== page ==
The barber was a fat, rheumatic, goutchalic, peasant woman who first looked at her victims and then, chaining them in the chair, proceeded to flash her saw-edged razor around gracefully, chipping off bits of beard here and there. When she had finished, you walked into a closet and washed the remains of the fight off with some ice-cold well-water, and when you stepped out, she took you by surprise with a gallon bottle of five-cent perfumery which was all showered on you before you knew what was happening. This, of course, required a bath-towel and a lot of sputtering before you came to yourself again. During this time she'd be staring at you over her spectacles, planning another novelty torture of her art.

A few old priests from the school came in. One had taught under Nap. III; one had received a letter from Louis-Philippe and the other had fought under Nap. I, but they were all as spry as kids, as they claimed, pulling their old gray bangs with a laugh and a jig and setting about for the long curriculum of the weekly shave and hair-cut. She came up and challenged each one of us, but having prayed anxiously during the shave of the first one, we backed out, one after the other, in spite of the looks of our chins, and the fatal mistake we would make in refusing Mrs. Bluebeard.

Well, this noon after lunch, I was bound I was going to get back, though the others did n't think it worthwhile trying. I went down to the field, donned my flying costume, deigned to spare a smile and word on some people, eagerly watching on --- also signing my name on some cards for some little demozels; then, after looking the machine over, climbed in, tried out the motor, waved to the gathering, and was off. First I sailed over the house where I had stayed to say good-bye, then headed for the end of my triangle. I soon found that the clouds were impossibly low and that a mist made it impossible for me even to fly at the minimum voyage height. I was obliged to keep below two hundred and fifty metres and only hoped that my motor would n't fail me in a bad place.

Soon I could n't see far enough ahead to use the map, and the compass, which is rarely used outside of night work on account of its inaccurateness, became my only guide. The bumps were sudden and hard. Finally the fog gathered, and I was speeding ahead in 'a whirl of opaque mist and now and then a vague glimpse of brown that was the earth. I discovered myself to be over a big forest because I was but a hundred metres over its tree-tops. Thank my luck that the old engine was going good, for a forest from the air in a fog is an ugly mess of sea-weed and black things that you don't care to smash on. It was surely the Forest of A., so I headed off on another angle to leave it to my left and get to the river. All the landmarks looked out for were lost in the sea of mist, and I was starting to think of how it felt to get lost when I was six years old, when a gray, snaky line announced the river, and then the top of a cathedral tower passed under me, telling me I was almost at home and safe. Before I knew it, it was time to land. Luckily the camp was in a clearing and I got back to my little room glad to see home again, to find my little articles of intimacy and a long letter from you.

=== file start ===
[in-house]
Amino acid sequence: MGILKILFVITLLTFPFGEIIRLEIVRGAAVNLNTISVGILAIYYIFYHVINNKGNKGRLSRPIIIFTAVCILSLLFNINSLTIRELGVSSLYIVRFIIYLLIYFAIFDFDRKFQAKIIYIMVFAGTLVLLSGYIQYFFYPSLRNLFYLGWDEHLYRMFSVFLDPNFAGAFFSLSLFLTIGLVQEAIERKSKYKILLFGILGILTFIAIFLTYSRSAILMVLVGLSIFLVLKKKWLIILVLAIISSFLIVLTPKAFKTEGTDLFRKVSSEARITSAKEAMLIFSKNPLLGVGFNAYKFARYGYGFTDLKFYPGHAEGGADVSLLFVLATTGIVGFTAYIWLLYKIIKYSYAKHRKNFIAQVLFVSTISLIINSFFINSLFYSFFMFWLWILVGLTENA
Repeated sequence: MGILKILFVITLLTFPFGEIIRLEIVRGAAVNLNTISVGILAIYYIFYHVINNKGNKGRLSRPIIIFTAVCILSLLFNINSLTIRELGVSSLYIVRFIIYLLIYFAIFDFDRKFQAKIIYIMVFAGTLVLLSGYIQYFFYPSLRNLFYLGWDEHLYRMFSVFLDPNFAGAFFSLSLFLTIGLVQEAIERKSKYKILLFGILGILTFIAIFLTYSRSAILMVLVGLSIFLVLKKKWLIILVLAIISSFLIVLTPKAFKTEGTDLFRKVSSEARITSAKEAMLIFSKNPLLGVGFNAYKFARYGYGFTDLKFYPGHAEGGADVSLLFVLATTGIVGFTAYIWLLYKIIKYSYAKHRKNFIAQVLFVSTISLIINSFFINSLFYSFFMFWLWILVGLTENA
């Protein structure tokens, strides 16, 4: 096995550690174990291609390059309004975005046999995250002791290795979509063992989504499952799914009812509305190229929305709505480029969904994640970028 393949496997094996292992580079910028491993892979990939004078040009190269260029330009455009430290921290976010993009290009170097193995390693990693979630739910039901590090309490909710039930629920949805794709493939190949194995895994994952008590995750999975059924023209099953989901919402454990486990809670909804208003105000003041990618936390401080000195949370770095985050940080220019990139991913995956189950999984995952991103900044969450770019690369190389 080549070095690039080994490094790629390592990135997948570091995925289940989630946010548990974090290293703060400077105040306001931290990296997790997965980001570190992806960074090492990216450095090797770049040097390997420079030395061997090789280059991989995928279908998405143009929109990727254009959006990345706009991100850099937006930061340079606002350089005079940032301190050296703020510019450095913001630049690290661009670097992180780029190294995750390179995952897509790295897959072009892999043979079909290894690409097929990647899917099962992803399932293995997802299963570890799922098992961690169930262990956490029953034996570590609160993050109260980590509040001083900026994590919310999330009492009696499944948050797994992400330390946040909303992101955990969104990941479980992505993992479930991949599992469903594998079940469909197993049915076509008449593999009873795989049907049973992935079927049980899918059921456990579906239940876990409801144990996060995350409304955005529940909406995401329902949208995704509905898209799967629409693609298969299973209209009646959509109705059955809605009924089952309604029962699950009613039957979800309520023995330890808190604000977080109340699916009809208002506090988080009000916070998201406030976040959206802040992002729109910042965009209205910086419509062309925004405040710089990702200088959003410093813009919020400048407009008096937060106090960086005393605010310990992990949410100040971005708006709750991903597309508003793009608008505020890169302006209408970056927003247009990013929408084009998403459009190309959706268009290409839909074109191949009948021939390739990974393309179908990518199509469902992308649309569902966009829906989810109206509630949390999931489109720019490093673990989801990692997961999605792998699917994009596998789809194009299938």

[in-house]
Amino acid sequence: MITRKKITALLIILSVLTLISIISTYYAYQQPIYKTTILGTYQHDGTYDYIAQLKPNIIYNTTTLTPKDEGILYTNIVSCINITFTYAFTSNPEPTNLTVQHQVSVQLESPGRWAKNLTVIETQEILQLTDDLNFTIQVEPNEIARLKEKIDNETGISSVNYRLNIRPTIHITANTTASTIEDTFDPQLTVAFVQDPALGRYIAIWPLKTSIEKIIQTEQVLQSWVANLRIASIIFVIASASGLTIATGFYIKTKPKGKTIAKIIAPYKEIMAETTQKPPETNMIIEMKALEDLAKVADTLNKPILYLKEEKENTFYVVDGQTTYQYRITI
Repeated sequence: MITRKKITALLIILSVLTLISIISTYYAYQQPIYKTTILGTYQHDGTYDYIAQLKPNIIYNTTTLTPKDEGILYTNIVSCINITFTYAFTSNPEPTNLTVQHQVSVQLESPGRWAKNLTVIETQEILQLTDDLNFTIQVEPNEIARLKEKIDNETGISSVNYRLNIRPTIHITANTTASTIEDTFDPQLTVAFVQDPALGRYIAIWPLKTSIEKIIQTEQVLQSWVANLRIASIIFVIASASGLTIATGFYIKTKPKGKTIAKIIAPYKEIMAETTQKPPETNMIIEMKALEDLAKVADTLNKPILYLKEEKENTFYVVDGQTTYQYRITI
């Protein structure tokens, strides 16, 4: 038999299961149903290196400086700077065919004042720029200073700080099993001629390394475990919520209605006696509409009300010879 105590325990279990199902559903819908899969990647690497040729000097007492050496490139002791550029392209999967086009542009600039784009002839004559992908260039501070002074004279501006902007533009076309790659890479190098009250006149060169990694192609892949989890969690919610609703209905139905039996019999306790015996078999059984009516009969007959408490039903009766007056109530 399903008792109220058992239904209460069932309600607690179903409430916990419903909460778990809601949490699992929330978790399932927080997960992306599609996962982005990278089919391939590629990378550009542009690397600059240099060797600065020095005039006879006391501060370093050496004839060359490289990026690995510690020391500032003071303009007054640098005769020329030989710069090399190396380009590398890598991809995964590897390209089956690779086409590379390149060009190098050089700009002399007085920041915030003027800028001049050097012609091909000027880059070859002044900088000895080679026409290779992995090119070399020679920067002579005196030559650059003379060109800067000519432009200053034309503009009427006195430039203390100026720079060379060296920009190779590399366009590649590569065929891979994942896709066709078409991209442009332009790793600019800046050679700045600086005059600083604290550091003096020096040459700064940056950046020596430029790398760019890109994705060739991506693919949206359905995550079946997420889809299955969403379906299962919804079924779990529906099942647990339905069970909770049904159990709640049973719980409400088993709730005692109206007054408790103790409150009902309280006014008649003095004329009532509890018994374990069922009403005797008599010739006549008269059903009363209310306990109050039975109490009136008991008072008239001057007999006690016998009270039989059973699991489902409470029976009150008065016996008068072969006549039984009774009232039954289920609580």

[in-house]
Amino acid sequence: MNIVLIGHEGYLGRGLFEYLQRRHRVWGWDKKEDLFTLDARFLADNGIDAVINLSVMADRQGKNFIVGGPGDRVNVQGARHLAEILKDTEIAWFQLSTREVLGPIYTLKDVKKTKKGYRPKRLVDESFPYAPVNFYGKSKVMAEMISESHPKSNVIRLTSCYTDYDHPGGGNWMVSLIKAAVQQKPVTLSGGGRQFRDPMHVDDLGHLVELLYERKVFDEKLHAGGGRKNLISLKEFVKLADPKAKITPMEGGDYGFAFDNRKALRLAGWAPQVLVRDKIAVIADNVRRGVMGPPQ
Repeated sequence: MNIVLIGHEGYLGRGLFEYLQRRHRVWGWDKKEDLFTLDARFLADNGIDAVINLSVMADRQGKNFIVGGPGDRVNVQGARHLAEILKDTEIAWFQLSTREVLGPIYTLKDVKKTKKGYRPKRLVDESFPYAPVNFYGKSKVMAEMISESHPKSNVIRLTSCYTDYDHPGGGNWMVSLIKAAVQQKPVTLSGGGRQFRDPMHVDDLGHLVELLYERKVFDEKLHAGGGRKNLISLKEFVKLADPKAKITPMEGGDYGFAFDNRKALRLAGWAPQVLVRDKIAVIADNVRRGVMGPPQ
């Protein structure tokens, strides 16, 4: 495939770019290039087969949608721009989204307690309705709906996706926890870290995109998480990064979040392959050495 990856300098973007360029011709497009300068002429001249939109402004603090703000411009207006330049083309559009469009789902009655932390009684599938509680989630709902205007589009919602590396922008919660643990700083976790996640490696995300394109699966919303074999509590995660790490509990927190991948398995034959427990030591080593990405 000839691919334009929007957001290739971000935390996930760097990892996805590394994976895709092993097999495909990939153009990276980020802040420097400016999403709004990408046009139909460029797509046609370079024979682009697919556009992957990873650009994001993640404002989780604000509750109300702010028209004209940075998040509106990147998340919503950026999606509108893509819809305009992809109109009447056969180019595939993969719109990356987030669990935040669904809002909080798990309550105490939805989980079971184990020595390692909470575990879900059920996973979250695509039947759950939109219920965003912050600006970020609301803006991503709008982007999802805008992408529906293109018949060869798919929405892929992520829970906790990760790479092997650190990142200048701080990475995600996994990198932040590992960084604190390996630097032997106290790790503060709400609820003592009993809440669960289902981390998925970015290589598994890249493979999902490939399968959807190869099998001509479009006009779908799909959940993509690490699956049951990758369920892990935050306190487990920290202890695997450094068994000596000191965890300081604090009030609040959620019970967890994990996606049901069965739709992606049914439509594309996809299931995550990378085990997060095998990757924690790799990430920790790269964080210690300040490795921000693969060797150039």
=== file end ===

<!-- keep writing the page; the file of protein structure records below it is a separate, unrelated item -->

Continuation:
Thank you for increasing the allowance; I assure you I needed it and will be as careful of it as I am grateful for it. I wish you'd send me a copy of my published letter, if you have one on hand. Of course I am pleased to have something published, especially as they are only offhand notes, carelessly thrown together; not even comparing to my diary, but it goes to show how the poorest prattling, if it meets the public demand at the right moment, can beat out the most serious art. It is a tragedy and a terrible pity.

I would send you more serious reflections from the war, but that I don't want to see them lost. It tickles me perhaps ---more, though, to see my smallest offsprings and most indifferent words picked up and published as would be the slightest details of a big man --- just as journalists would glorify how Pershing lit his cigar or what Whitney Warren thought of the war while getting into a taxi. It's all very amusing. Just now, though, I'm an aviator and that life has plenty of novelty, of varying, sudden, and extreme romance to fill the dreamy desires of youth with all its fantastic wonderings and demands and ideals. Aviation in war-time gives a youth just about all he ever envied in the long list of books from the "Round Table" to "Don Juan."

Well, here's for good weather to-morrow. Ah! Don't add anything to my address other than Cadet-Officer, Jack Morris Wright, Air Service, American Expeditionary Forces, via New York; for at any moment I may be changing camps and mail would be lost that had further specifications on its address. The general address covers all my possible destinations. A detail address could wait for me long after I had left the place for good.